Funny how slogans can mean different things to different people.
In a couple of days, the annual National Day Parade, the product of zillions of man-hours and resources, will culminate at the Padang. The NDP is a powerful rallying point at which to celebrate our country’s independence and achievements.
Beyond the pomp and fireworks, and towering skyscrapers, what lies beneath? What are the national values we hold dear as Singaporeans? How committed are we to the country’s success? Do we feel we belong? How much would you give up in order to benefit a fellow Singaporean? Are we - a nation?
To this end, the just-released Institute of Policy Studies National Orientations of Singaporeans Survey No. 4 is interesting in several respects. It seems that generally, Singaporeans are faring well relative to other countries in their sense of national pride. Around 30% of the approx 2,000 respondents wanted more government provision of social goods, even if it meant higher taxes. And, perhaps more significantly, 85% believed that `voting gave citizens the most meaningful way in which to tell the government how the country should be run’.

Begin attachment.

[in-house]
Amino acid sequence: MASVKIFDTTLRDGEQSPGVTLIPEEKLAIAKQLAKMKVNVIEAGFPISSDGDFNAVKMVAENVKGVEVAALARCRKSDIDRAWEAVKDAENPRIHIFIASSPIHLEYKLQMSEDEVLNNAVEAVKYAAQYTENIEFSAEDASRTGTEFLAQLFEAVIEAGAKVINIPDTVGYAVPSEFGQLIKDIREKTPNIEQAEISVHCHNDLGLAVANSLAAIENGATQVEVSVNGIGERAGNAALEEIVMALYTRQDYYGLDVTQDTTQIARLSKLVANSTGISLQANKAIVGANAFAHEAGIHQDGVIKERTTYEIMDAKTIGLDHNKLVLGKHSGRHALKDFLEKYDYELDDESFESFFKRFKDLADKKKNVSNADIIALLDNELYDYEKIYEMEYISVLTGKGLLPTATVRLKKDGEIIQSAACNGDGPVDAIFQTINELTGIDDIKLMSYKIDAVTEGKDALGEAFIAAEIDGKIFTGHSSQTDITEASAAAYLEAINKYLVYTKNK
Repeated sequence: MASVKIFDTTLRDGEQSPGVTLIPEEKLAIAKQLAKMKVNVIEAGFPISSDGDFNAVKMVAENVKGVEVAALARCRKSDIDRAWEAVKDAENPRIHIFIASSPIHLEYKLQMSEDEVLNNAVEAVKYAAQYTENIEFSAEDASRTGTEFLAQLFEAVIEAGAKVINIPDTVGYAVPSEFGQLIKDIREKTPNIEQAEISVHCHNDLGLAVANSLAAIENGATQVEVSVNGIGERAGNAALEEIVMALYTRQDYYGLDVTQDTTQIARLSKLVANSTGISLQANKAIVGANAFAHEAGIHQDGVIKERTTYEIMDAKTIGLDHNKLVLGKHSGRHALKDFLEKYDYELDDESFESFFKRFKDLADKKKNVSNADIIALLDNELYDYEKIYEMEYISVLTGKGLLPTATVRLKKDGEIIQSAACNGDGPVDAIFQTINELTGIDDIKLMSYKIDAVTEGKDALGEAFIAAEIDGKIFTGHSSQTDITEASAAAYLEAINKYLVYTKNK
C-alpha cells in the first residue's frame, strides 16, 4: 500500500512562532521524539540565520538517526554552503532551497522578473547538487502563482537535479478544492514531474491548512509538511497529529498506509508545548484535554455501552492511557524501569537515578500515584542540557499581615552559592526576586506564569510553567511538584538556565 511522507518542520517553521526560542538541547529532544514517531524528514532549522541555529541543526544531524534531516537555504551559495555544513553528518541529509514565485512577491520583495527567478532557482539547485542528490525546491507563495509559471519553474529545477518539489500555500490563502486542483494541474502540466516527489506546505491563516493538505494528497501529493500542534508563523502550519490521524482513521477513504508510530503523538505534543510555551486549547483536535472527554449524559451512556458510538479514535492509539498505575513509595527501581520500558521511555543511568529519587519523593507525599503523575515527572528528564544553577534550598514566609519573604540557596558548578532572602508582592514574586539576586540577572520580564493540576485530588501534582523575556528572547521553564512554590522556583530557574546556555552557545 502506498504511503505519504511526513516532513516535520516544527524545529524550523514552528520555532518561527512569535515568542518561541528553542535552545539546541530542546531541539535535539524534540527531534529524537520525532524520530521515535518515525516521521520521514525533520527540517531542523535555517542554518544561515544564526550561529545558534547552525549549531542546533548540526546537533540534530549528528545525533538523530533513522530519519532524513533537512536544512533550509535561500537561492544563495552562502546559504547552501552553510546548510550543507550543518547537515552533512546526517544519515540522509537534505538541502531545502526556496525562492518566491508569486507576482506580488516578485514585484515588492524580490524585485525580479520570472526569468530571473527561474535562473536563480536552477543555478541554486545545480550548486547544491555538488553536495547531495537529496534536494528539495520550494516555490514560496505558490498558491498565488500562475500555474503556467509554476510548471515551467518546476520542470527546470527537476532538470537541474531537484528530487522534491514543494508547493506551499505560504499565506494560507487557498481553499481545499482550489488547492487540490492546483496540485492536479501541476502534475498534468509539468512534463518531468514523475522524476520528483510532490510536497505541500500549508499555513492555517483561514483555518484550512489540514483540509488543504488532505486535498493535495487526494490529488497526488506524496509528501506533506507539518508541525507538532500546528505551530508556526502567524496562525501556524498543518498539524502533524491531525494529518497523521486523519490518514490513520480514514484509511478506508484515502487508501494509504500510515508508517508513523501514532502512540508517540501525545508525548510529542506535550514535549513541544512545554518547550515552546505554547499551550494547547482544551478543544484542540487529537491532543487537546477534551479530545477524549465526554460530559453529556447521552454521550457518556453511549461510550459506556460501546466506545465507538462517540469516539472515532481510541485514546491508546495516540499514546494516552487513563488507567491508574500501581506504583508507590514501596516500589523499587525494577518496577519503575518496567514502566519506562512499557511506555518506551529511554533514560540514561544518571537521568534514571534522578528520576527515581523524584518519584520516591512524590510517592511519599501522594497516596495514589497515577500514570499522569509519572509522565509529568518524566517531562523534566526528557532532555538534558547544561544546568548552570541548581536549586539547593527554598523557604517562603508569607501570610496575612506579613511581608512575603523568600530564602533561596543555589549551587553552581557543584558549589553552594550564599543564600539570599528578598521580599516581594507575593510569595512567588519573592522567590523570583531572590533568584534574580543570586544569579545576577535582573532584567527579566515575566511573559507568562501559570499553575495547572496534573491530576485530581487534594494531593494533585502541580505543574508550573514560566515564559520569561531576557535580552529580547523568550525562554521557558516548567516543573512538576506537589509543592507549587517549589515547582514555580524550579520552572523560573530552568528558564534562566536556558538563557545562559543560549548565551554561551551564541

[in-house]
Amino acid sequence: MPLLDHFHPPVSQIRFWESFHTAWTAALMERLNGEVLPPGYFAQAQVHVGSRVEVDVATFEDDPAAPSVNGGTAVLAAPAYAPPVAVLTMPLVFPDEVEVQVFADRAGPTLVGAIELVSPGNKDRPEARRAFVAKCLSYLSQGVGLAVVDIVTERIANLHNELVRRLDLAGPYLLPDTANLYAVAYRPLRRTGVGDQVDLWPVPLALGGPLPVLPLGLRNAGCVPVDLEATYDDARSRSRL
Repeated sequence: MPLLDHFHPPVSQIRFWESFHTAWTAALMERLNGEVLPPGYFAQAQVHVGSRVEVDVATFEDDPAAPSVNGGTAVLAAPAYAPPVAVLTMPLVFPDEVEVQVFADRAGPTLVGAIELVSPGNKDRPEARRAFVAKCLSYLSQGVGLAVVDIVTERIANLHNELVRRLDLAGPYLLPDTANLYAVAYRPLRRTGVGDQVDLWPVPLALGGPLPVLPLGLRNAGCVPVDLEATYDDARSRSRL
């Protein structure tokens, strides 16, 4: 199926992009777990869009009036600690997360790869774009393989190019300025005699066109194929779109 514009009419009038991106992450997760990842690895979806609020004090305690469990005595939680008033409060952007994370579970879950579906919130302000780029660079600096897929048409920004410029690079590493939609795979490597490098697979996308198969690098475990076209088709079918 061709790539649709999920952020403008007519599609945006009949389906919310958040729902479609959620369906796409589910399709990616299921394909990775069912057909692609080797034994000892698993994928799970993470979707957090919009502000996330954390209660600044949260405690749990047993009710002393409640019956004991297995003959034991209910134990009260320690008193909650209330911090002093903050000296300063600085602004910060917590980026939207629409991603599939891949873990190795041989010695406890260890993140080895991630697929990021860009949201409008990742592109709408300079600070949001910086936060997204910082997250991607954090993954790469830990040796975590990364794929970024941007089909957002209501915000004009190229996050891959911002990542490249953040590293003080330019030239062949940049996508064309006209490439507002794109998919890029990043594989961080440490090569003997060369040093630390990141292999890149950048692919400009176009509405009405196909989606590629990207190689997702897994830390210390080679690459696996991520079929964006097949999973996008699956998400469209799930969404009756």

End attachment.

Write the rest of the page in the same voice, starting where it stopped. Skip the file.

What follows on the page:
It is indeed right that the General Election remains a national level event – one which lets the people write a collective report card on the incumbent’s performance. It is wrong to re-cast a national election into a vote in favour of local estate upgrading plans, or worse, threats of withholding such plans.
As we approach our 45th National Day, we should really take stock of where our nation is going at this critical juncture. Yesterday, I met two residents of Aljunied GRC who lamented that while they had critical views on government policies, there was no point voicing them. “What can one voice do?” they asked. They could not be more wrong. If every person whom we venerate as a mover and shaker thought that way, would there ever have been human progress?
We owe it to ourselves and the next generation to do what we can, to secure a Singapore which endures. Live Our Dreams. Fly Our Flag!